In the past month, news cycles have taken a break from presidential politics to present distressing reports on gun violence. The focus is on mass shootings, and the widespread sexual assault and harassment (mainly, but not entirely) of women and other marginalized people. For different reasons, both are overwhelming and seem to lie beyond anything one person can help with. Both also are perpetuated and supported by power dynamics rooted in gender, and its intersectionality with race, sex and class. These same power dynamics produce an as of yet neglected part of this conversation: domestic abuse.
Around one in five women who attend college are victims of sexual assault. The Center for Disease Control’s “National Intimate Partner and Sexual Violence Survey” for 2010 found that one in three women and one in four men have been physically abused by an intimate partner. That number excludes emotional abuse and other nonphysical forms of coercion (such as financial or social control) that are just as real and just as damaging.
Following the church shooting in Sutherland Springs, it has been widely reported that the shooter had a history of abusive behaviors. Another statistic reporters have cited repeatedly comes from the Everytown for Gun Control group that found that 54 percent of mass shootings from 2009 to 2016 were related to domestic or family violence. Mass shootings, domestic abuse and sexual assault are three related parts of a culture of violence.
While there’s little one can do on an individual level to prevent mass shootings or to end rape culture (talk to your representatives, believe victims), there are clear steps we can take to change cultural attitudes towards violence within our own communities through combating domestic abuse.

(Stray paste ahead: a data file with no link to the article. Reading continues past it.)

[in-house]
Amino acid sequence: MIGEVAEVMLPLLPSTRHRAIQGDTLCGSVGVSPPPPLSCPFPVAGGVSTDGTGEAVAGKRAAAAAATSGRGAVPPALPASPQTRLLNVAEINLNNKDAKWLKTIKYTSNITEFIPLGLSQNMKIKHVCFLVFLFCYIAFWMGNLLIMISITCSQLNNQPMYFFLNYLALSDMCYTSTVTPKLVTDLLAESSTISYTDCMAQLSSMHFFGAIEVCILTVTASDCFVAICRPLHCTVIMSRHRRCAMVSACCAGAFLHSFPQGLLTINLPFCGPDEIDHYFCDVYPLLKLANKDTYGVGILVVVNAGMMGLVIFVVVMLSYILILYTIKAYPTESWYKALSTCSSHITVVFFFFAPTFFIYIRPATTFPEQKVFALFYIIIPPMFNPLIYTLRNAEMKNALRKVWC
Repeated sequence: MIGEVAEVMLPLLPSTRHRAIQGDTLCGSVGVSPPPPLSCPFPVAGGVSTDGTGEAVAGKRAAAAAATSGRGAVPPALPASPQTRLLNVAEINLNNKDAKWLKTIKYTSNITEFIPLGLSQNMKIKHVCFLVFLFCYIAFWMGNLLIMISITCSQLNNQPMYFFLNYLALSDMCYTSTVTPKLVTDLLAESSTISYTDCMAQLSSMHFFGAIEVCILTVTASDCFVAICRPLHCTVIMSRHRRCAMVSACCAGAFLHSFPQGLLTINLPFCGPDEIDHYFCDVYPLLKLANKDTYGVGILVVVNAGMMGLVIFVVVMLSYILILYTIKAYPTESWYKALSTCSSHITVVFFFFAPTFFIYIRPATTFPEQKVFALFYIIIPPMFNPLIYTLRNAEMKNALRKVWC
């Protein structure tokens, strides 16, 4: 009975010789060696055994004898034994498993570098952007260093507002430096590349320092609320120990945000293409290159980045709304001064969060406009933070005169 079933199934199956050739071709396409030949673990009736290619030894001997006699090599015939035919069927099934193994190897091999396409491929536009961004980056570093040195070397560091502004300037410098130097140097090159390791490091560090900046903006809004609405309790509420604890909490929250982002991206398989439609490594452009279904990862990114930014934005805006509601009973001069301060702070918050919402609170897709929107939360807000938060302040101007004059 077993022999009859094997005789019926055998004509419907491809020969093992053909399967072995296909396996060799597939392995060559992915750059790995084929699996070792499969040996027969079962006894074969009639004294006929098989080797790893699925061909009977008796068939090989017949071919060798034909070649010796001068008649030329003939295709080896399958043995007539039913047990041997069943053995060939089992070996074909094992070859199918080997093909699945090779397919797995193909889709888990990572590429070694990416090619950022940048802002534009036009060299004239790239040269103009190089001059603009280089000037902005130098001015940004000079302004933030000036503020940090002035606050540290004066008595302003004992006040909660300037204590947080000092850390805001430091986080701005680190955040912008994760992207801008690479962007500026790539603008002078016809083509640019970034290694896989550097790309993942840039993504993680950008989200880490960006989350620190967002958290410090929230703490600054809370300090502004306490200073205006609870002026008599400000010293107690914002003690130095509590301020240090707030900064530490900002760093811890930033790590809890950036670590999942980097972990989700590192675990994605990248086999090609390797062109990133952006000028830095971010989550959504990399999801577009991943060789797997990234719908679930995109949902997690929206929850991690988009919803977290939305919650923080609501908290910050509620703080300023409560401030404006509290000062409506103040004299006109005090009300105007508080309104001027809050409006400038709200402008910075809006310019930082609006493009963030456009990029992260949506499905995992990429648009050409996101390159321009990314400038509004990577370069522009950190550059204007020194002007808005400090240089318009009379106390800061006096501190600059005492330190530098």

So what are those steps?
First, educate yourself. If you’re willing to spend four years studying so you can get a job, you should be willing to spend four hours learning about healthy relationships. Establish a thorough definition of consent. Look up the power and control wheel and other resources for distinguishing between physical and nonphysical abuse. There are ‘normal’ and common behaviors that are still unhealthy and manipulative; it’s not uncommon to do bad things without realizing it.
Second, talk to people about relationships. Every interaction has its own dynamic and its own potential, but we often don’t notice how status quo modes of relating are poisoned by capitalism, misogyny, racism, homophobia, transphobia and other forms of prejudice and a desire to own or control. Talking to people will allow you to see oppressions you don’t face, and it will give you a chance to show others as well. Especially discuss with and listen to younger people, your siblings and cousins, who might not know what to do when something is wrong.
There’s no single solution to any problem; however, so much is contained under the umbrella of human relationships, it seems safe to say that making a sincere effort to improve relationships can’t possibly hurt.